There are shy children, and then there’s 10-year-old Hannah Swain.
The energetic Sarasota native talks in circles as she tells the story about how, two years ago, her dream of meeting her idol, Miranda Cosgrove, star of Nickelodeon’s “iCarly,” came true. Hannah covers every detail: how she rode in an airplane for the first time; how she was upgraded to first class thanks to the generosity of a stranger and got to eat a free sandwich; how she sat in the pilot’s seat; how the taxi from the airport didn’t have air conditioning; and how she rode in a limo. In her version, a few more “likes” are strewn about.
Make-A-Wish Central and Northern Florida granted Hannah’s wish of meeting Cosgrove. After that encounter, she set her sights on becoming an actress and advocate for cancer awareness.
“If I didn’t (ever get cancer), I don’t think I would be doing acting,” she says.
Now, Hannah splits her time between Los Angeles and Sarasota as she works toward making it big. She not only enjoys it, she’s confident about her talent: “But, not to brag!” she’s quick to say. Sometimes she hides her face when she watches her own work on-screen; other times she thinks it’s really cool.
Since making the decision to become an actor, Hannah has appeared in one episode of ABC’s “Castle”; has done a few commercials; has won a Young Artist Award for best performance in the short film “Geronimo”; is waiting for a recent pilot for “YogaKids” to get picked up; and will appear on-stage in Venice Theatre’s production of “Joseph and the Amazing Technicolor Dreamcoat.” All of this — and she survived leukemia.
Her mother, Paula Swain, says advocacy through acting is her daughter’s calling.
“She says, ‘Mom, I’m going to make it some day, and I’m going to help kids with cancer and visit them in hospitals,’” Swain says.
Hannah makes appearances and speaks on behalf of Make-A-Wish Central and Northern Florida, The Pediatric Cancer Foundation, The Leukemia & Lymphoma Society, American Cancer Society and Cookies for Kids with Cancer. She also has aspirations to do improv acting during hospital visits in Los Angeles.
Her life now is remarkably different than how she remembers it growing up. When she was sick, she used to have to wear a mask in public. And, although she’s mask-free now, she still hasn’t learned to drink from public drinking fountains.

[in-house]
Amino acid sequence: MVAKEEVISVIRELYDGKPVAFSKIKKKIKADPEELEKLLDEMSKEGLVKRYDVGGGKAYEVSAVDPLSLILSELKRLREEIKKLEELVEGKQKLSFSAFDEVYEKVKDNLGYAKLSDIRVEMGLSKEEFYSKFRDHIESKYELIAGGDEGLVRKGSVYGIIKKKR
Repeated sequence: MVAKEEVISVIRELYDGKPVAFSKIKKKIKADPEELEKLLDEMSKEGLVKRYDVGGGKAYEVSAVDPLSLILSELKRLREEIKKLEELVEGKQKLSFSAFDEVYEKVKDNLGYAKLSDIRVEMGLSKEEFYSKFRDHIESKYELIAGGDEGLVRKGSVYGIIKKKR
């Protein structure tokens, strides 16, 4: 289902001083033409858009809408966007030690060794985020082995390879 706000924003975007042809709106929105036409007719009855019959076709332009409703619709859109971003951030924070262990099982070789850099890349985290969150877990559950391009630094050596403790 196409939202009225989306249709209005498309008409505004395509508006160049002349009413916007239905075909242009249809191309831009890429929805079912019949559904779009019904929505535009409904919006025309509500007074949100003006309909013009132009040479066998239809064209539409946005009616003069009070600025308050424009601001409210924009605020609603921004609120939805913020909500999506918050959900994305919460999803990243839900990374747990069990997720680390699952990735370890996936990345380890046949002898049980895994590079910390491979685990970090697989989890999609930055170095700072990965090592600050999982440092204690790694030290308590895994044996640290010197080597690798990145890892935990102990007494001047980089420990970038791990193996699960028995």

Hannah was 4 years old when she was diagnosed. She remembers watching an old-fashioned stop-motion animation film while she was being transported in an ambulance to All Children’s Hospital, in St. Petersburg.
According to her mother, Hannah was at the beach earlier in the day, but wasn’t in the mood for her usual Ritz-Carlton Beach Club ritual of swimming in the pool and getting a hot dog from the snack bar. She was jaundiced, and her stomach started getting progressively inflamed.
Hannah was officially diagnosed with leukemia Mother’s Day 2007. White blood cell counts above 50,000 are considered high-risk; her count was 178,000. The next two-and-a-half years of her life were spent working to get that count to normal. And a great deal of that time was spent in the hospital, including birthdays and holidays.
But her mom and dad, Darren Swain, taught her to treat her sickness as if it were an ongoing cold — there was no “woe is me” behavior allowed. They did their best to make the experience better by packing suitcases full of games.
Hannah wasn’t scared when she underwent chemotherapy, sometimes swallowing up to 21 pills a day. She wasn’t scared when the cancer spread to her brain and she had to undergo radiation and lost her hair for the second time. And, even if her parents were unsure of the outcome, they never showed it in front of her.
Hannah maintained a positive outlook, and she says the possibility of death didn’t cross her mind once.
Hannah’s advice for other children going through what she did: “You have to have confidence that you’re going to get better,” she says.
Hannah’s story is akin to main character Joseph’s in “Joseph and the Amazing Technicolor Dreamcoat.” Hannah is strong and determined, and so is Joseph, which is why director Brad Wages opted to cast a Make-A-Wish advocate.
And Hannah hopes to inspire sick children with her role.
“Look at me now! I’m better, and you’re going to get better, too,” she says.
Five things that inspire Hannah Swain:
1. People — Actors and famous people inspire me to become an actor.2. My family — They took such good care of me when I was little and let me do acting and do all this stuff for me now. They could have said no. We live in Sarasota, so (my mom) drives all the way (to Venice Theatre) and sits and waits for two hours, then takes me home. Most moms wouldn’t do that, so I love her. And my dad allows me what I want to do and spends money for the acting part.
3. My friends — They don’t say, “Oh, you had cancer, I don’t want to be your friend,” or “That’s weird, I don’t want to spend time with you.” They like me for who I am.
4. All Children’s Hospital — The nurses and doctors, I love them like family.
5. God — He allowed me to live. Maybe because he thinks I’m a good person or because I’ll do good in my acting career.
IF YOU GO
‘Joseph and the Amazing Technicolor Dreamcoat’
When: 8 p.m. Wednesday through Saturday and 2 p.m. Sundays from July 24 through Aug. 4
Where: Venice Theatre, 140 W. Tampa Ave., Venice
Cost: $10 through $25
Info: Call 488-1115 or visit venicestage.com